When I was a small child, I wanted to be spider man.
My older brother and my mom were talking one day and when they asked me what I wanted to be, I replied with my proudest grin that I wanted to be spider man.
My brother, only a few years older than me scoffed and said that it was “dumb”. He was just old enough to understand the reality, I wasn’t quite there yet.
I liked heroes, I liked the idea of swinging across the city and fighting bad guys. Of course, I wasn’t alone, how many young boys don’t want to be super heroes? We live for that.
It’s no wonder that we grow up fighting playground battles against imaginary enemies. In an odd way waiting for that storybook moment, that time to rise above and defeat evil and save the day.
And we should. It’s great for kids to dream, and I can think of no better role models than those who dedicate themselves to helping others. Perhaps it’s presumptuous to think the world or anyone needs us to save it, but between a world of heroes and a world of bystanders, I’ll always take the former.
By our teenage years we understand that our villains wont be super powered, and that the fight will be much more mundane. Perhaps tragedy, or love or work. Our heroes become everyday. They are athletes and presidents. Perhaps generals or civil rights icons. Real men and women who stood for a cause and fought for it nobly.
Whatever cause that we pursue, there would be a fight. So you try to emulate that spark, that assuredness. A little brash, a little outspoken. A little gruffness and a little bit of swagger. A sharpness of tongue or a solidness of build. That little bit of fire that says “I’m ready, I’ve got this.”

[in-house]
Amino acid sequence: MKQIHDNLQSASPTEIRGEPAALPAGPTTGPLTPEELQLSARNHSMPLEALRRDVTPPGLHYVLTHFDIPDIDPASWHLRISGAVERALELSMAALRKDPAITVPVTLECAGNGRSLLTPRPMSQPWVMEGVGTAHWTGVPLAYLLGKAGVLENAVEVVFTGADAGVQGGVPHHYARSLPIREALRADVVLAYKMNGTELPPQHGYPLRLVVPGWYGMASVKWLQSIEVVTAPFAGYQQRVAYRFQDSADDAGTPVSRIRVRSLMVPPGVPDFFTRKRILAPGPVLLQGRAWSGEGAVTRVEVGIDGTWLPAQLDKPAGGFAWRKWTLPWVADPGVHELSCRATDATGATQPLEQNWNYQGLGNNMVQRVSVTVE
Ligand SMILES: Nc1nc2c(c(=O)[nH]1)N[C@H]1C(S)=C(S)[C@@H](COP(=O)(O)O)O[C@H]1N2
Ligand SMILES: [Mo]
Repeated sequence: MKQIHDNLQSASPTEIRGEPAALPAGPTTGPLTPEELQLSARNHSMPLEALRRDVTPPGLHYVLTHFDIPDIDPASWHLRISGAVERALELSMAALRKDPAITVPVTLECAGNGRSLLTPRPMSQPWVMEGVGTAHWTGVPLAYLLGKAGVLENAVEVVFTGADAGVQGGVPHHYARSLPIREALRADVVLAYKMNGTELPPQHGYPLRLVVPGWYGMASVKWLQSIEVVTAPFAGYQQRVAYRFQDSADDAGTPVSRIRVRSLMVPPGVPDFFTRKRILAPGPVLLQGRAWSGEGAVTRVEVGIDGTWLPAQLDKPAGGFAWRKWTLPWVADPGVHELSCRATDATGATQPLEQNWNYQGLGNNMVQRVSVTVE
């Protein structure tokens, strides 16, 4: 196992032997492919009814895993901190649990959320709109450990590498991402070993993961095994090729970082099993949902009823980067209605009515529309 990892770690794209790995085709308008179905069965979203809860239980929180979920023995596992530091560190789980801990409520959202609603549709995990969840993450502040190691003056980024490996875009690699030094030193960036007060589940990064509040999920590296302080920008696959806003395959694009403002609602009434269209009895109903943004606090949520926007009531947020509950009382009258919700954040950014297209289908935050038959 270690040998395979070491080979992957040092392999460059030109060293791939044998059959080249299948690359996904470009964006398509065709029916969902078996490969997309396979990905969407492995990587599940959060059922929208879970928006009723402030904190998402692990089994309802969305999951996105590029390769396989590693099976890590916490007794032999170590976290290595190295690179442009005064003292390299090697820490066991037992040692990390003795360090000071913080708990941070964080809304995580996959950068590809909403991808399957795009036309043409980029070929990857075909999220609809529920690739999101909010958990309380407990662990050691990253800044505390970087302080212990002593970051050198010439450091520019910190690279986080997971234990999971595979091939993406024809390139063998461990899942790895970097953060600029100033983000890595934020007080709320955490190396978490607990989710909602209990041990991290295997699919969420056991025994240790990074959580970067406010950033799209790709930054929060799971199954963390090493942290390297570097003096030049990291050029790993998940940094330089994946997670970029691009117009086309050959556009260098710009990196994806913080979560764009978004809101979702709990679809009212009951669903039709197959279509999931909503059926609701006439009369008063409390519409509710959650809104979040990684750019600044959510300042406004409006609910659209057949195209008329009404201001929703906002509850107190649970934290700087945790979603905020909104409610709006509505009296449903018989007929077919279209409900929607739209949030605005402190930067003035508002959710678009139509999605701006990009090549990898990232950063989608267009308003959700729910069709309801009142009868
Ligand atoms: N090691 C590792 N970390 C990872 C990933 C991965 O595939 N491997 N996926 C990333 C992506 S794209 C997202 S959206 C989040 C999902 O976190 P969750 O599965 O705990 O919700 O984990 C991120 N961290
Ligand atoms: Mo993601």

You’ve always gotta have a little bit of fight.
We never really are prepared for the truth when it comes.
That most of us will never come across true evil.
That while we may face and struggle with loss and tragedy, they will not be the defining features of our lives.
That heroic hearts outnumber heroic moments.
That the grand test of exactly what we are made of can never come down to one moment in our lives.
That no good man is so good that he has never been ashamed.
That the fight of your life may have already been won or lost without you knowing.
Because the battle is against the bottle.
Or mental illness.
Against your own arrogance, ignorance, or weariness.
Against the drudgery of work
Against the apparent distance of your dreams.
Against reckless self-sacrifice
Against your own ego.
The truth that all too often the fight of our lives is against ourselves. That it drags into every day of our lives. The moments that made our heroes who they are probably never made history. They faced the everyday and overcame their own worst traits, and even then, none did it perfectly.
When I was a kid, I wanted to be spiderman. I’d still like to help the world in whatever way I can. But now I’m a dad and a husband. Work sucks, and the bills suck more. I’m tired everyday. We’ve got another little one on the way and I can’t wait. But it’s not always easy.
It takes a different kind of swagger.
And half the time I’m faking it.
Sometimes I lose my patience.
Sometimes I check out.
Sometimes tomorrow is just so hard.
Sometimes I really impress myself
And they love to see me every time I come home.
It’s not the fight I imagined when I was young.
But it’s a damn good fight.